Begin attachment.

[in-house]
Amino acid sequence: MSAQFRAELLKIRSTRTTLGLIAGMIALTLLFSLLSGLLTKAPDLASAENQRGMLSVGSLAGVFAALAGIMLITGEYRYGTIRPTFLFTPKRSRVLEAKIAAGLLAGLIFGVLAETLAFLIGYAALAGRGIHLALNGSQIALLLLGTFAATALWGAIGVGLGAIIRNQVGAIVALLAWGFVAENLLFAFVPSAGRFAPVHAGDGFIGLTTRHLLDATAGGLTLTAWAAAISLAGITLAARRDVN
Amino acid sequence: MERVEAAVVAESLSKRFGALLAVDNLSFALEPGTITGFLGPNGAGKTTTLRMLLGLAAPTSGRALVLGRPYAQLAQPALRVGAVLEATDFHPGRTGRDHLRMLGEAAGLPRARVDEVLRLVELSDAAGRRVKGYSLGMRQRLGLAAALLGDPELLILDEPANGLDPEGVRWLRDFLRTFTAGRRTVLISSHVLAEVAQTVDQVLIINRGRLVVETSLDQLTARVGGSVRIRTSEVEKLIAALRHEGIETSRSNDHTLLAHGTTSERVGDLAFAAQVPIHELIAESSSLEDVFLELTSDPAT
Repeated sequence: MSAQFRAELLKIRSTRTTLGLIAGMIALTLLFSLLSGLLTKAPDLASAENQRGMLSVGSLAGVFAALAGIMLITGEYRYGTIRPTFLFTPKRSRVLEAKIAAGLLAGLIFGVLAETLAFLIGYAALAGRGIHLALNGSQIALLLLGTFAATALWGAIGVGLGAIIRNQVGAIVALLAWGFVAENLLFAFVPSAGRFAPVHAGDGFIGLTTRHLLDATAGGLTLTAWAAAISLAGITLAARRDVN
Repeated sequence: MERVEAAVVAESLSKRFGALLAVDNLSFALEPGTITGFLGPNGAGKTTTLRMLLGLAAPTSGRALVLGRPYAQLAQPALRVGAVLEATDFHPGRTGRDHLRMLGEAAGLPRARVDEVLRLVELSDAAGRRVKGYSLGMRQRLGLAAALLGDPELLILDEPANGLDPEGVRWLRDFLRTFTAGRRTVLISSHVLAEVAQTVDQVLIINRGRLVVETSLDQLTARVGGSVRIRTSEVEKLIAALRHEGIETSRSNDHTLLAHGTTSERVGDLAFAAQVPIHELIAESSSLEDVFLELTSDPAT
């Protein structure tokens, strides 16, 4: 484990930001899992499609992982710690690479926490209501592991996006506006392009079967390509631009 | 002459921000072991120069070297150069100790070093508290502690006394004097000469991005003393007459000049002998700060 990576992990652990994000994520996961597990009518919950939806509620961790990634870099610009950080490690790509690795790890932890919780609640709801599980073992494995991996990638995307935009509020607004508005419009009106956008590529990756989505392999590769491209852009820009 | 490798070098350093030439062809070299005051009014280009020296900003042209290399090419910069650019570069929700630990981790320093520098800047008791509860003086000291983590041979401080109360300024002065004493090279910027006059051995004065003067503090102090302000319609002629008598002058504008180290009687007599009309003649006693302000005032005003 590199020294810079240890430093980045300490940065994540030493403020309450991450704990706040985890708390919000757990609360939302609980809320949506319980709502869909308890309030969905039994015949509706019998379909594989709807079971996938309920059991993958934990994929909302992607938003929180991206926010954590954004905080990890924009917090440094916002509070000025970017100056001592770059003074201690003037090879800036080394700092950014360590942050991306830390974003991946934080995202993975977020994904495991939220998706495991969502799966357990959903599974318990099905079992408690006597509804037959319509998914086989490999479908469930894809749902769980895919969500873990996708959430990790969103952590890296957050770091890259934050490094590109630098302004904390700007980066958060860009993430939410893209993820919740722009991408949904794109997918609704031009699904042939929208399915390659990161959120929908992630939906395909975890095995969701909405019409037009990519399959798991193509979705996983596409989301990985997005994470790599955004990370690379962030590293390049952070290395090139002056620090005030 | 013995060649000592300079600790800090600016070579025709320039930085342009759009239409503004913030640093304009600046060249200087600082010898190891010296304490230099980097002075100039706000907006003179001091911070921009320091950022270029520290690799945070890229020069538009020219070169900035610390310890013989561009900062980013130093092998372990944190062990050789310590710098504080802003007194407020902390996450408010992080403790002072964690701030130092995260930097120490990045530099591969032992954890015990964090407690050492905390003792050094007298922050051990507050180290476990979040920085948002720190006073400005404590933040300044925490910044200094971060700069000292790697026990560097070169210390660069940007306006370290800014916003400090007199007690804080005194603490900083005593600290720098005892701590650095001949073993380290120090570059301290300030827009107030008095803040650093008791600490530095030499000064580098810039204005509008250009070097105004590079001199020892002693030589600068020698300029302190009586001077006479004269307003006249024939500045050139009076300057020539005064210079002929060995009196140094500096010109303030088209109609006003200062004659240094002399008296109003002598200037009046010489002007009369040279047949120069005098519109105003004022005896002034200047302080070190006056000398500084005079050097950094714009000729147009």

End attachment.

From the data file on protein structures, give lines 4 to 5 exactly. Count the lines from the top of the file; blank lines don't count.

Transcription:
Repeated sequence: MSAQFRAELLKIRSTRTTLGLIAGMIALTLLFSLLSGLLTKAPDLASAENQRGMLSVGSLAGVFAALAGIMLITGEYRYGTIRPTFLFTPKRSRVLEAKIAAGLLAGLIFGVLAETLAFLIGYAALAGRGIHLALNGSQIALLLLGTFAATALWGAIGVGLGAIIRNQVGAIVALLAWGFVAENLLFAFVPSAGRFAPVHAGDGFIGLTTRHLLDATAGGLTLTAWAAAISLAGITLAARRDVN
Repeated sequence: MERVEAAVVAESLSKRFGALLAVDNLSFALEPGTITGFLGPNGAGKTTTLRMLLGLAAPTSGRALVLGRPYAQLAQPALRVGAVLEATDFHPGRTGRDHLRMLGEAAGLPRARVDEVLRLVELSDAAGRRVKGYSLGMRQRLGLAAALLGDPELLILDEPANGLDPEGVRWLRDFLRTFTAGRRTVLISSHVLAEVAQTVDQVLIINRGRLVVETSLDQLTARVGGSVRIRTSEVEKLIAALRHEGIETSRSNDHTLLAHGTTSERVGDLAFAAQVPIHELIAESSSLEDVFLELTSDPAT